Mercedes-Benz security bug — a sign of connected vehicle security issues?

The world of connected vehicles is far from flawless.
12 August 2020

Security bugs were found in a Mercedes-Benz’s vehicle. Source: Unsplash

  • A new cohort of internet-connected vehicles are emerging as digital-first designs are dominating
  • A group of researchers revealed how security flaws in connected vehicles can be exploited

The automotive industry has undergone one of the most dramatic digital transformations. Car keys and car manuals are taking on digital formats, and autonomous vehicles that interact with their surroundings via 5G technology are on the express lane to commercialization. 

The upshot is that cars are becoming increasingly connected, and that spells huge opportunities for the advancement of personal transportation and logistics. But this connectivity also opens vehicles up to new vulnerabilities, namely cyber threats.

Last year, Mercedes announced that it had patched security issues found in its vehicles, and a recently-published report revealed researchers had found 19 vulnerabilities in a Mercedes E-Class car. 

A team of security researchers at the Sky-Go Team detailed the way they were able to form an attack chain and remotely take control of the vehicle. The head of Sky-Go’s security research team, Minrui Yan, shared the findings at this year’s Black Hat security conference, as reported in TechCrunch.

The security team was able to analyze the car’s internal for vulnerabilities, tamper with the vehicle’s TCU (a component that allows the vehicle to communicate with the internet) and extract sensitive data such as passwords and certificates from the vehicle. By doing so, the researchers were able to gain deeper access to the vehicle’s internal network. In the end, the team could remotely control the affected vehicle and execute commands like opening the doors and starting the engine.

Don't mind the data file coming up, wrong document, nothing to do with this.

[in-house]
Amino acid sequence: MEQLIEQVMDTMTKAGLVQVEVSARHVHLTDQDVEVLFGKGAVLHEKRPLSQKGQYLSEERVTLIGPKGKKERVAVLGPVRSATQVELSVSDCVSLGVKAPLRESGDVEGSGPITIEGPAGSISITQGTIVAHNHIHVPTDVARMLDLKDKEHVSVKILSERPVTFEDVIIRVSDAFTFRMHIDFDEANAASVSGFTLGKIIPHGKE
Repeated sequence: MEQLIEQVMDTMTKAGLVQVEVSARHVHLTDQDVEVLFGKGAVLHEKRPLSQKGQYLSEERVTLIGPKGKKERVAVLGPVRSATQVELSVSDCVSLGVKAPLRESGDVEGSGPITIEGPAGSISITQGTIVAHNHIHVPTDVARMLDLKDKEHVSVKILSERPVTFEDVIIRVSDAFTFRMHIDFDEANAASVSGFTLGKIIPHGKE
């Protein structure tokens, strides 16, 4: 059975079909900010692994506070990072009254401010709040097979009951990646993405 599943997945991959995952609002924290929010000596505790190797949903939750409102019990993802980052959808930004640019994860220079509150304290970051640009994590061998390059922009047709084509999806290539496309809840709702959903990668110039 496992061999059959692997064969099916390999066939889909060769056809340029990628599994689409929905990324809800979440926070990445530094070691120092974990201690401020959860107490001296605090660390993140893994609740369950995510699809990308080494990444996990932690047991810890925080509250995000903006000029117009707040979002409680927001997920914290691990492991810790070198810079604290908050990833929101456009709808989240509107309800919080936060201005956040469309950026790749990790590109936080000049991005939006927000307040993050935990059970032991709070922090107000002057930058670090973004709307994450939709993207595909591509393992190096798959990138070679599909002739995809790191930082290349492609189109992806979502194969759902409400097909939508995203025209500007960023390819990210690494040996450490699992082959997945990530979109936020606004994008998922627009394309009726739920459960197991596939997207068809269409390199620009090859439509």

The researchers concluded that the car’s security design was tough and could withstand several attacks, but it was not impervious. 

Current findings are worrying, and seem to show that — despite the rapid development of autonomous vehicles for both the commercial and consumer markets — cybersecurity still isn’t being given the serious consideration it deserves.

In May, resold Tesla units were found to contain previous owner’s personal data after evidence revealed Tesla doesn’t routinely erase personal data from replaced components. The discovered data includes home and work location, saved wifi passwords, calendar entries from phones, and other personal details such as call lists as well as address books — all of which can be exploited by hackers. 

Essentially, the incident illustrates how a key player in the autonomous vehicle landscape could overlook such a vital aspect of cybersecurity and if a premature cybersecurity framework could lead to more dire consequences in the future. 

The principal security strategist at the Synopsys CyRC (Cybersecurity Research Centre), Tim Mackey told TechHQ that proper management of data such as restraining the access to data and ensuring stored data is deleted during customer replacement is “a high priority.”

He reiterated the significance of these practices as we embark in a world of connected vehicles on the road. 

As more connected cars become the norm, cybercriminals are taking advantage of shared information protocols such as vehicle-to-vehicle (V2V) and vehicle-to-everything (V2X). Bad actors can glean and exfiltrate streams of data from these protocols, posing high-security risks for the driver and vehicle. Hence, cybersecurity should be at the heart of designing and developing connected vehicles. 

As autonomous vehicle technology becomes more advanced and sophisticated over the course of the next few years, so too will attackers. When fleets of driverless 18-wheelers are crossing our countries, society will need to be assured that they are unhackable.